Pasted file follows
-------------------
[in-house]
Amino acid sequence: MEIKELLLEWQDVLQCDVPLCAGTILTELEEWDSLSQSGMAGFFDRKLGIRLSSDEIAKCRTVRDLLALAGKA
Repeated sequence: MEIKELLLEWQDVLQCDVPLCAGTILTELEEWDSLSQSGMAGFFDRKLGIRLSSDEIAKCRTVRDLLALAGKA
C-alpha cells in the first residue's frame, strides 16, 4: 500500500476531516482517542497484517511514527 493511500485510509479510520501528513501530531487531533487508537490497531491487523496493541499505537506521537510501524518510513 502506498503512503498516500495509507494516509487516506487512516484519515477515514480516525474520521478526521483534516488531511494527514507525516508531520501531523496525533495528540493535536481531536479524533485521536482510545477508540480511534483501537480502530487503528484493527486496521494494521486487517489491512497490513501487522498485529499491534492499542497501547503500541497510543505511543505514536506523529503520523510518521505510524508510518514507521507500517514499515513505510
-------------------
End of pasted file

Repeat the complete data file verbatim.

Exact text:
[in-house]
Amino acid sequence: MEIKELLLEWQDVLQCDVPLCAGTILTELEEWDSLSQSGMAGFFDRKLGIRLSSDEIAKCRTVRDLLALAGKA
Repeated sequence: MEIKELLLEWQDVLQCDVPLCAGTILTELEEWDSLSQSGMAGFFDRKLGIRLSSDEIAKCRTVRDLLALAGKA
C-alpha cells in the first residue's frame, strides 16, 4: 500500500476531516482517542497484517511514527 493511500485510509479510520501528513501530531487531533487508537490497531491487523496493541499505537506521537510501524518510513 502506498503512503498516500495509507494516509487516506487512516484519515477515514480516525474520521478526521483534516488531511494527514507525516508531520501531523496525533495528540493535536481531536479524533485521536482510545477508540480511534483501537480502530487503528484493527486496521494494521486487517489491512497490513501487522498485529499491534492499542497501547503500541497510543505511543505514536506523529503520523510518521505510524508510518514507521507500517514499515513505510